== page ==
The key to raising money is building investor trust. There is a formula for doing so. The entrepreneurs that succeed in raising capital for their business know the formula for crafting a compelling story that earns the trust and investment of angel investors. James Magowan is an angel investor I met at an Investors Circle event. As an investment banker with Security Research Associates he helps companies successfully bridge the trust gap with investors to gain the investment dollars needed to grow their business.
I asked James, “What does it take to get an investor to write a $50,000 check for an early stage or start up company?” Trust was his answer.
And the path to building that trust has these five steps:
Business Sense. The foundation of trust is a credible business opportunity. The business opportunity has to look “real” to the potential investor. The business opportunity’s projections of sales and profits need to be supported with documentation supporting the assumptions. Investors expect to see large claims of future sales and profits. But those claims need to be based upon evidence documenting the size of the problem that the business’ product offering will solve. And those claims need to be compelling on why the proposed solution will survive competitive challenges from other businesses.
Big Problem, Big Solution. Angel investors see a LOT of deals. They are most attracted to investment opportunities that solve a big problem. Why? More than anyone else they understand how risky it is to invest in early stage and start up companies. They seek “out-performing” investing opportunities like a Google or First Solar. The businesses that succeed in raising investor funds are tackling really big challenges with truly innovative solutions that have the potential to achieve disruptive results against the existing competition.
People. If the key to raising funds is building trust then the most effective path to building trust is having a trustworthy business team. It is almost impossible to raise money if you and your team have no track record of success. That is why the businesses that succeed in raising funds either have experienced and successful business leaders on their team or they will allow the investor to place the needed experienced leadership on their team as a condition of receiving funding. It is true, investors invest in people.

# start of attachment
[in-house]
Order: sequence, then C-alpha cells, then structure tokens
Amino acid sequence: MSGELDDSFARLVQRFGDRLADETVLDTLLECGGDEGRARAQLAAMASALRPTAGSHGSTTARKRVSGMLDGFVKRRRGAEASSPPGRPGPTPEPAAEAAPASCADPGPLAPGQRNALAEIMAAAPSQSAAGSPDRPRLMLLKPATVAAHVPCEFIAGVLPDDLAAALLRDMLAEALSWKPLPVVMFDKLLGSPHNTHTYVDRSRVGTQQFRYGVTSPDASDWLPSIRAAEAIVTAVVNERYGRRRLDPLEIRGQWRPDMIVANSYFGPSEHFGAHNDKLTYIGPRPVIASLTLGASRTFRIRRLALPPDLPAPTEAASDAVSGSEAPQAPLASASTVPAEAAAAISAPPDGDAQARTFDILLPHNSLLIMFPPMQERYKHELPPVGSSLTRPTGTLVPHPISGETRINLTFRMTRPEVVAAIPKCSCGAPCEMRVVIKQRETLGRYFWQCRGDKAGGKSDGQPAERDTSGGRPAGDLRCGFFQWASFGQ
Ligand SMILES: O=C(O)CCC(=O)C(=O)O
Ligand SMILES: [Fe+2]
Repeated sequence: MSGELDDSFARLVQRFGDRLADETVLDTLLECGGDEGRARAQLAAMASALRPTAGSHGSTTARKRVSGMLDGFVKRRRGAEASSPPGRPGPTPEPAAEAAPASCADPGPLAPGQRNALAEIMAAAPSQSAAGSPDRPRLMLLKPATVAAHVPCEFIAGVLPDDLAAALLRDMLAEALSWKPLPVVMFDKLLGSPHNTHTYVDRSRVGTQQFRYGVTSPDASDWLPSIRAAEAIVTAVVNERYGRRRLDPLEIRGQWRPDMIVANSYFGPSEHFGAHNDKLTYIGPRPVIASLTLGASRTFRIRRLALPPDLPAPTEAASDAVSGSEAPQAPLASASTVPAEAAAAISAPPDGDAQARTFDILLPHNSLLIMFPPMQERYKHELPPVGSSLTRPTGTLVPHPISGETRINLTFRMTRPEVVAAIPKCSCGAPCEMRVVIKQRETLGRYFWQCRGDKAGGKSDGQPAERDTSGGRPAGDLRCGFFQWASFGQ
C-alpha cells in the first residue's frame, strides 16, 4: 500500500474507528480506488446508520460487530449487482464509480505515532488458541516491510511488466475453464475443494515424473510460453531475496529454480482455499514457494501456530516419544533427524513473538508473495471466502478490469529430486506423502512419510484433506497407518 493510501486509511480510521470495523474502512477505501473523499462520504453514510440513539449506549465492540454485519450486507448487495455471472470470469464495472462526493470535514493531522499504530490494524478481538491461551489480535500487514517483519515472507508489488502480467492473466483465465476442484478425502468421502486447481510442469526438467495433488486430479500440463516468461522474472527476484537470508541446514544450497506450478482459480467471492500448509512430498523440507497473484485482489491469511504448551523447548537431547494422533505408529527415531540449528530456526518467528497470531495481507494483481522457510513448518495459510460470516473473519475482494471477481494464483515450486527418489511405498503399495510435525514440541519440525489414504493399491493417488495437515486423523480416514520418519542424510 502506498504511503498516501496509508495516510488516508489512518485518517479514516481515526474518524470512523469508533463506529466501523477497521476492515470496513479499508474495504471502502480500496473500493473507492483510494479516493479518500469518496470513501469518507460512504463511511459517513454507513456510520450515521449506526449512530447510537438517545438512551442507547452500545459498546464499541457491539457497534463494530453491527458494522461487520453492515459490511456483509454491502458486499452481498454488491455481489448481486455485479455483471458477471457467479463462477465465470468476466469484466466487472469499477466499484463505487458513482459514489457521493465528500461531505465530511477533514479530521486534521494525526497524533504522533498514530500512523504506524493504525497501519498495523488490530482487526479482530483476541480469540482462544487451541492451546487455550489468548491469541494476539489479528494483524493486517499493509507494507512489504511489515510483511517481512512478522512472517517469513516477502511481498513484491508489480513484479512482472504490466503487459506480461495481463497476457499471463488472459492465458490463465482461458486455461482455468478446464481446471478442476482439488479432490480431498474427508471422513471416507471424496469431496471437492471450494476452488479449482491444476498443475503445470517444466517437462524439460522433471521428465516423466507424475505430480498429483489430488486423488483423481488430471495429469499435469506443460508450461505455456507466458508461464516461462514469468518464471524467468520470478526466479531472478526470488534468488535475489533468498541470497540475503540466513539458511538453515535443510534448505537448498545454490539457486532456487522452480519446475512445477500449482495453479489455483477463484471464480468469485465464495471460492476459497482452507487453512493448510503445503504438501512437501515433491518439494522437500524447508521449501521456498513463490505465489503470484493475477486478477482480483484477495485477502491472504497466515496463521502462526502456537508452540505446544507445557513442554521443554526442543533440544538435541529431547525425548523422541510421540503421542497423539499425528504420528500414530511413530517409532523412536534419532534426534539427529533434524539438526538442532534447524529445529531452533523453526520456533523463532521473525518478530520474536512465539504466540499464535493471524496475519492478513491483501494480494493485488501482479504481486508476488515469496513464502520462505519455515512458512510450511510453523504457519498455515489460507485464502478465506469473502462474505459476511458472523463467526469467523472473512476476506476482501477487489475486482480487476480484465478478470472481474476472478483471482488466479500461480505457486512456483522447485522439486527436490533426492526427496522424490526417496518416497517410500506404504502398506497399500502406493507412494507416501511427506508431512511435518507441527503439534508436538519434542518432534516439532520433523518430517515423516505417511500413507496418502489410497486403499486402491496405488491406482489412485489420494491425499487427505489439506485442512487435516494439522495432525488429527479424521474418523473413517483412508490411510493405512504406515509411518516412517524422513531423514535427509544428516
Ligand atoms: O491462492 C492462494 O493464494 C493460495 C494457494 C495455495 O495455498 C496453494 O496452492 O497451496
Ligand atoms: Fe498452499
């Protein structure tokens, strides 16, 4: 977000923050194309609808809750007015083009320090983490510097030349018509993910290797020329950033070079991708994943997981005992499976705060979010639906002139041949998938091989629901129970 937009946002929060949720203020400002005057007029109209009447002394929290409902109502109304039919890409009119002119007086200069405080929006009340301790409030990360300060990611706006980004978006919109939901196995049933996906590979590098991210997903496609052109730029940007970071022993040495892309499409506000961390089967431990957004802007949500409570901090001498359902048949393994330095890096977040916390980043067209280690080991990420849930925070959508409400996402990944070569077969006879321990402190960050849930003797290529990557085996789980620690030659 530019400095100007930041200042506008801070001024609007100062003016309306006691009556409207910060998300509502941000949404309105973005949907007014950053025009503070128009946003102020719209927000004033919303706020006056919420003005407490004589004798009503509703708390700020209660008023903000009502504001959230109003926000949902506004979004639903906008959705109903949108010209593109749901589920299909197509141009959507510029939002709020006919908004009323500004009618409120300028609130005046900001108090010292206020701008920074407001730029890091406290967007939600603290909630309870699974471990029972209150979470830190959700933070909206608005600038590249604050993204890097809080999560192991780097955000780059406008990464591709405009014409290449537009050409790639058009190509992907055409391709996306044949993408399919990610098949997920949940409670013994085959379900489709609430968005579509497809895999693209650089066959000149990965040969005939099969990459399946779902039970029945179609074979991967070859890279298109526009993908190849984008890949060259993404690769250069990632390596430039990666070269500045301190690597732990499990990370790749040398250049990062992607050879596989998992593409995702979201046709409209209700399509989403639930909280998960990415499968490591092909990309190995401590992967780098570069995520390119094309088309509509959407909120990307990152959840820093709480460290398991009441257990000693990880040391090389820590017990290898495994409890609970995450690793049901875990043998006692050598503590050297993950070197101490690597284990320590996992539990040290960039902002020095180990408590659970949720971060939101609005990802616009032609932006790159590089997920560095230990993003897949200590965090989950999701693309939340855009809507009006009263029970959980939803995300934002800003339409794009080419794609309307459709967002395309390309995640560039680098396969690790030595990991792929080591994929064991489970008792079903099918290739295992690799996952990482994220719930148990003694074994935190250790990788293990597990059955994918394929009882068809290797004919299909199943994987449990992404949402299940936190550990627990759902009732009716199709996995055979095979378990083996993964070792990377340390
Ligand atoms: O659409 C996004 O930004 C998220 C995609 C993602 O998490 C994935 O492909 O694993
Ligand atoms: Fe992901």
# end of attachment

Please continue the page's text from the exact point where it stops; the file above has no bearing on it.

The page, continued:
Prudence. Investors want to invest in results. They absolutely do not want to invest in salaries and offices. The companies that succeed in raising money have a lean cash burn rate singularly focused upon funding just those action items needed to grow the business. Investors expect salaries and offices to be funded from sales cash flows and not their investment dollars.
Communications Excellence. Your investor pitch must be compelling. It needs to be able to effectively progress through the first introductory 30 seconds, to a one-page briefing and then a business plan that answers all potential questions. This is both art and science. The goal is to have a potential investor fall in love. The desired result is marriage. This requires as much professionalism as building your company and products. Effective communications is the path to winning trust and then investment.
The following video interview with angel investor James Magowin profiles his investing criteria and his best practices for helping companies raise capital:
Bill Roth is the founder of Earth 2017, a company that connects businesses with customers who are buying smart, healthy and green solutions. His book, The Secret Green Sauce, profiles the best practices of businesses making money going green. Look for Bill in your city implementing the Green Builds Business that is coaching businesses on designing and implementing projects for making money and a difference created by the U.S. Hispanic Chamber of Commerce Foundation with funding by Walmart